Nine out of ten Americans now live in places of significant risk, according to the Federal Emergency Management Agency (FEMA). These risks include things like dam failure, hazardous material exposure, nuclear explosion, terrorism and natural disasters like wild fires, heat, hurricane, thunderstorms, tornados, tsunami, earthquakes, floods, landslides, volcanoes and winter storms.
Actually, it appears that the increased risk of disaster is occurring worldwide due to climate change, deteriorating ecosystems and the expansion of poverty, says a UN Global Assessment Report on Disaster Risk Reduction.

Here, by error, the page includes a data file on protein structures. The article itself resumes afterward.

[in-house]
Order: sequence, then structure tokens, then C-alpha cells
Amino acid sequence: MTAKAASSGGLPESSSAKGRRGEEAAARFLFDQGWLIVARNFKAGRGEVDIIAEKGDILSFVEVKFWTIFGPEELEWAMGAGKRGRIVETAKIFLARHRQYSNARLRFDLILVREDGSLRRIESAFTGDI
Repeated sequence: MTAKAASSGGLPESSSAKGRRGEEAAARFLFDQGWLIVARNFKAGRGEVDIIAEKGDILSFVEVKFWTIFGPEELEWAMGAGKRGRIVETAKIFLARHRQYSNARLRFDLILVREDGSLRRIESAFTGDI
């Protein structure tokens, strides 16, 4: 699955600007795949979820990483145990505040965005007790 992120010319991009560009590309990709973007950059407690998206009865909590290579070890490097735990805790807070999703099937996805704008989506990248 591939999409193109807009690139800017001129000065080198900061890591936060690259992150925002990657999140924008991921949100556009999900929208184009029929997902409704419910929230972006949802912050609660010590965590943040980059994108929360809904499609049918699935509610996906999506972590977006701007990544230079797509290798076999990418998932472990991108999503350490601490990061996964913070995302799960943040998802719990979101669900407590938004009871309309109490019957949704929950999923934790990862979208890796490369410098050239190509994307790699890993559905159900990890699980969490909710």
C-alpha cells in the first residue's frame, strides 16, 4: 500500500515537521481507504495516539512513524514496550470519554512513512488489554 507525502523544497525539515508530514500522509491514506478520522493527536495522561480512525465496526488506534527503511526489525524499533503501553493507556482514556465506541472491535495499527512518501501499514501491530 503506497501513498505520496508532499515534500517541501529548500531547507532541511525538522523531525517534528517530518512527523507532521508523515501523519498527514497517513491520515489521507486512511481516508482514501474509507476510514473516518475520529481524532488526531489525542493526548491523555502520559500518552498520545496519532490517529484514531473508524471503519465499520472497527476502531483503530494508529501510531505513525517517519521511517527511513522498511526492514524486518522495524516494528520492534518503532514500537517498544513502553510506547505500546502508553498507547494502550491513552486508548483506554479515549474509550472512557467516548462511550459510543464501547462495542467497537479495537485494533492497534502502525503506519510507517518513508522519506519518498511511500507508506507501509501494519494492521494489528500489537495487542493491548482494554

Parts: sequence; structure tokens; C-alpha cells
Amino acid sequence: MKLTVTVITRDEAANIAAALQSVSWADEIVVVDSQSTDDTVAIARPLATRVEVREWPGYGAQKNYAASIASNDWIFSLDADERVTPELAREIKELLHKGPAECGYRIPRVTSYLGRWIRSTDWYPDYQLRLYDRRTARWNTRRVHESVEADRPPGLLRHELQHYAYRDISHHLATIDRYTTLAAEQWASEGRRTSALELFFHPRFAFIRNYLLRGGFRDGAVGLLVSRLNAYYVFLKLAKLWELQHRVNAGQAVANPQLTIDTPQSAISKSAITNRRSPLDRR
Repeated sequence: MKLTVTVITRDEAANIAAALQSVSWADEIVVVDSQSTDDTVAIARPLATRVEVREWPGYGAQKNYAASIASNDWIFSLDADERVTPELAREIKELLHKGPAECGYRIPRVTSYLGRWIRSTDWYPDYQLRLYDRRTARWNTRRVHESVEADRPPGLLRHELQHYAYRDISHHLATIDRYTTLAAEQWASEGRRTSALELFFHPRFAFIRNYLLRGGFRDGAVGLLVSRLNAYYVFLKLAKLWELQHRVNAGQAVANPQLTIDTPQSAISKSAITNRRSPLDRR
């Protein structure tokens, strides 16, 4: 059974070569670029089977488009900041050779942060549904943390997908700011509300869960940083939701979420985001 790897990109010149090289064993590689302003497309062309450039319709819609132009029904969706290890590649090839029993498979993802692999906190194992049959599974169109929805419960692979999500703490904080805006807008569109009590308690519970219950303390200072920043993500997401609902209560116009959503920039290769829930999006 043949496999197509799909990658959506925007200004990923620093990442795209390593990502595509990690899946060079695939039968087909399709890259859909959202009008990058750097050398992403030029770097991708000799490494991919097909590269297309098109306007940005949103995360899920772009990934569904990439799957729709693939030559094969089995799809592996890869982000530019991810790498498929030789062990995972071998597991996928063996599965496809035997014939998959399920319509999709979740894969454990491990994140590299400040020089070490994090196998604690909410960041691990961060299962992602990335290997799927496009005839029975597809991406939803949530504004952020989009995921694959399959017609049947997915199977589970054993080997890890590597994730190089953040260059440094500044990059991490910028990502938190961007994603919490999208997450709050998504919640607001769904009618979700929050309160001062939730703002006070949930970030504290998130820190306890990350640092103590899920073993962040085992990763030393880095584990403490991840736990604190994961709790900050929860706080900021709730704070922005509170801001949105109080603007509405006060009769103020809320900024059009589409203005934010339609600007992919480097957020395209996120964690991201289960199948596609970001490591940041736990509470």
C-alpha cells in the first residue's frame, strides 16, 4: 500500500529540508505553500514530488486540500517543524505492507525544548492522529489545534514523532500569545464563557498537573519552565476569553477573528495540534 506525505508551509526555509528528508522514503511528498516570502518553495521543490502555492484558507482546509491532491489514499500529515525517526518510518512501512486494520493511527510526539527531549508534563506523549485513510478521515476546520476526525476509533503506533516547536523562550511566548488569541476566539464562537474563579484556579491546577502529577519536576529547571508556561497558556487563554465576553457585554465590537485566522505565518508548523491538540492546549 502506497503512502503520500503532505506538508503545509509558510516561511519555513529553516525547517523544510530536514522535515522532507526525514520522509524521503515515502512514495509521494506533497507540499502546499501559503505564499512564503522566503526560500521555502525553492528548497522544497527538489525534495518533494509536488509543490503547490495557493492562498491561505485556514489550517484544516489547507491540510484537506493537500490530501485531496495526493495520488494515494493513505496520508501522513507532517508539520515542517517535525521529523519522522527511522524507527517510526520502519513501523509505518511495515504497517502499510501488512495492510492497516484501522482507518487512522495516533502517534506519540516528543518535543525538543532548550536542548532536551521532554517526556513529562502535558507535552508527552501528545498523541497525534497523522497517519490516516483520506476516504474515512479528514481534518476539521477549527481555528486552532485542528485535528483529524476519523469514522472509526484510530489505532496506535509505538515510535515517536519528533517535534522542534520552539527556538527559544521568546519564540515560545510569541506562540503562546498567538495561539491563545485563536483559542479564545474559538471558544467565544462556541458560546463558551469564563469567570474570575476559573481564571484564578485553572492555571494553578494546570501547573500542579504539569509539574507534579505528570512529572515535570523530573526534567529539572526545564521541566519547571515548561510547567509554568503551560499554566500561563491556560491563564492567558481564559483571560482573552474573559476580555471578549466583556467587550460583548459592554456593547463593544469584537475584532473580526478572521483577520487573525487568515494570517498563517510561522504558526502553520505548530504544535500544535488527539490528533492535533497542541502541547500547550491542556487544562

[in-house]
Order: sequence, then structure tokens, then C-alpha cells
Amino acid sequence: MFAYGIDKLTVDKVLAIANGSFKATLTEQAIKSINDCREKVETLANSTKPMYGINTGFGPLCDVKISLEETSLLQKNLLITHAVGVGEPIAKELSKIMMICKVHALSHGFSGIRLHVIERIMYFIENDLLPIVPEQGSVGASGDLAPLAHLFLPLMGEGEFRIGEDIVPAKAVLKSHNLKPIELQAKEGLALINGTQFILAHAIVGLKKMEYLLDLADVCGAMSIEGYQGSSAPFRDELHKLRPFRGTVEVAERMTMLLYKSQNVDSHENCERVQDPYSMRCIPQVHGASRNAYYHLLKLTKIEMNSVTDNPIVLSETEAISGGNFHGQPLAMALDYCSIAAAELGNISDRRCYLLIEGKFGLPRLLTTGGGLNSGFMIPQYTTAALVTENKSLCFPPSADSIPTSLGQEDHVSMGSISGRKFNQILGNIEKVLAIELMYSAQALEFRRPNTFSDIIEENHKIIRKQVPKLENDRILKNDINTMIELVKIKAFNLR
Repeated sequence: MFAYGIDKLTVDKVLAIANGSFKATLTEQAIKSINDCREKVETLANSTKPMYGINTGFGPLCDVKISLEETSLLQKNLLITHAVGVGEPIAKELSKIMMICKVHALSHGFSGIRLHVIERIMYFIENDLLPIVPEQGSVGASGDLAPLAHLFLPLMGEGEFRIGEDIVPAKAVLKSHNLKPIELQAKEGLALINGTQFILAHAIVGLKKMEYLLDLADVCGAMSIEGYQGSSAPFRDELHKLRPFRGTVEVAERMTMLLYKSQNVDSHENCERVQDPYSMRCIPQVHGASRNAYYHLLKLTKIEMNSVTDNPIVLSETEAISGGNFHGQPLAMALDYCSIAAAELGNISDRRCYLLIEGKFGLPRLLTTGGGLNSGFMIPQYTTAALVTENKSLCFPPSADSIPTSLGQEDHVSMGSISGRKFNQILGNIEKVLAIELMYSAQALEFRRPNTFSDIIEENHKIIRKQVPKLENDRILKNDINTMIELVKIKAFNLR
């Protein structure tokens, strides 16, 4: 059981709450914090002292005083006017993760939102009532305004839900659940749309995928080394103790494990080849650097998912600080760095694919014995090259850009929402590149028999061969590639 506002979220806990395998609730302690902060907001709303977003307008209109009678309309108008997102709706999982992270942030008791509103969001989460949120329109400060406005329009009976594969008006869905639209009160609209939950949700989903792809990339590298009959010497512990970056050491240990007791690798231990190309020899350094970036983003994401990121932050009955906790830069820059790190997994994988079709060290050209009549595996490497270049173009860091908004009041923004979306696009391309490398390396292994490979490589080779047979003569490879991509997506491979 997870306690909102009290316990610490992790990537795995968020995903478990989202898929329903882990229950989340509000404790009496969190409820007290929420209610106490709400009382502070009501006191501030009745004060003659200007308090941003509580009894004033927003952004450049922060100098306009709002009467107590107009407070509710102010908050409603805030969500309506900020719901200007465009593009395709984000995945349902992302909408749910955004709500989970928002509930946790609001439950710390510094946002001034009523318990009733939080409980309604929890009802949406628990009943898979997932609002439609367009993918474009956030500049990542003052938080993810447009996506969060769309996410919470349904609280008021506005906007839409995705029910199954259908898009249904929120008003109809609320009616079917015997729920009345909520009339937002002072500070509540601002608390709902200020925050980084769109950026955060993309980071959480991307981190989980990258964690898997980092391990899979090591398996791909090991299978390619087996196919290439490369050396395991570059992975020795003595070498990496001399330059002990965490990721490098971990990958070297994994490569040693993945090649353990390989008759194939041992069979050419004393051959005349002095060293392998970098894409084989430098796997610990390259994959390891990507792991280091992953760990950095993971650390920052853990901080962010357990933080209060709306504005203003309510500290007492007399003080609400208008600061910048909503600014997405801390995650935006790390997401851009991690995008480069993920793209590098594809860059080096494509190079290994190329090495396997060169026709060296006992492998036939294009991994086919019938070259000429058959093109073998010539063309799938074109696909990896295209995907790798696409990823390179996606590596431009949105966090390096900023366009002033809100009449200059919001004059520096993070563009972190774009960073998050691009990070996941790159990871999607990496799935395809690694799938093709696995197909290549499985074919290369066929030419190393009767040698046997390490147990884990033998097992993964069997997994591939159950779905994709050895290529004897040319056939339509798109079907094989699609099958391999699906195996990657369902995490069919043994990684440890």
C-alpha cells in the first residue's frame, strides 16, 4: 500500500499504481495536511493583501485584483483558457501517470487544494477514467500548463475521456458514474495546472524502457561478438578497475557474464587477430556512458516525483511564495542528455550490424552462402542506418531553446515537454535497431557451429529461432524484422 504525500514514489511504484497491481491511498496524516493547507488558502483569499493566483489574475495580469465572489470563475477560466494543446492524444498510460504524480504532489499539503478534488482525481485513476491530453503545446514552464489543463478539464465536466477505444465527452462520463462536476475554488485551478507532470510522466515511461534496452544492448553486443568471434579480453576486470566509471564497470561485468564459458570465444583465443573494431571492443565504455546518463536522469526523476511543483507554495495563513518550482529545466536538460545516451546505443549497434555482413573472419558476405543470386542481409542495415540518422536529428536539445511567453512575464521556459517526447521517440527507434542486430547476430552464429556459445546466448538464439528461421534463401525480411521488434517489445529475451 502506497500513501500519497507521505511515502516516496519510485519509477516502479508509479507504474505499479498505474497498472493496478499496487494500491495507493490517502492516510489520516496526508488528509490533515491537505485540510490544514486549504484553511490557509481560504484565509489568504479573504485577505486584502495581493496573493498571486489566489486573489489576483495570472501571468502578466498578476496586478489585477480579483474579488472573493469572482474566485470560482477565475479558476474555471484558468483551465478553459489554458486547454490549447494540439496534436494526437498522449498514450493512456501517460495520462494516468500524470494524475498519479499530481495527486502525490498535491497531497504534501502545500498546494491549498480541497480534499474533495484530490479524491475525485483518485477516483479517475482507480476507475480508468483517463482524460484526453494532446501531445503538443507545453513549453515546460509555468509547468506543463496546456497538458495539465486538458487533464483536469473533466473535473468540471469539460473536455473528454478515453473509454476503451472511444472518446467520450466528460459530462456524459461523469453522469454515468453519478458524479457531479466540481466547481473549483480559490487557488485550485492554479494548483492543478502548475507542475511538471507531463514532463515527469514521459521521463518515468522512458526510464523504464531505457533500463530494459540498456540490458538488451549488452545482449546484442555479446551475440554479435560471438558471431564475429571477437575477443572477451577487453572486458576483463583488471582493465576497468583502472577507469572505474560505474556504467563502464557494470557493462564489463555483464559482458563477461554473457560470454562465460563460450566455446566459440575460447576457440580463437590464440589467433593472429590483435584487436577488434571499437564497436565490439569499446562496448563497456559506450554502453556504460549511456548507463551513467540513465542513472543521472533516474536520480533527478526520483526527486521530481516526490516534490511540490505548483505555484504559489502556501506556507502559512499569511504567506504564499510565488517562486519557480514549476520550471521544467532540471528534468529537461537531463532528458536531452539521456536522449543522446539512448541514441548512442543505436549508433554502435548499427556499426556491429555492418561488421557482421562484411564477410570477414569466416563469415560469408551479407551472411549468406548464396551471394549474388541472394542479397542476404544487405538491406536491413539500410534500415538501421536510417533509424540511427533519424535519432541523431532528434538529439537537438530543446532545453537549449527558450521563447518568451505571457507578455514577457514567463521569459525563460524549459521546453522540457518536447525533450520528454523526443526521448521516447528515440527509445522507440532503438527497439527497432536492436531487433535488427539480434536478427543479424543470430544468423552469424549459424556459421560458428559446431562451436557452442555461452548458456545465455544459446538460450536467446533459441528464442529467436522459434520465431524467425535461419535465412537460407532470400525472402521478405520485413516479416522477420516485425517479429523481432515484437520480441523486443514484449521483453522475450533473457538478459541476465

So what are we to do in the face of such threats to our lives, our homes, our communities—and our world?
"We need to change behavior in this country," Craig Fugate, FEMA's new director, told his emergency-management instructors at a conference last June. The "government-centric" approach to disasters increases the odds of catastrophic failure in a big disaster, as Hurricane Katrina so clearly showed.
Fugate not only has extensive and relevant experience in disaster management, he is not an FOTP (friend of the powerful) as many of his predecessors were.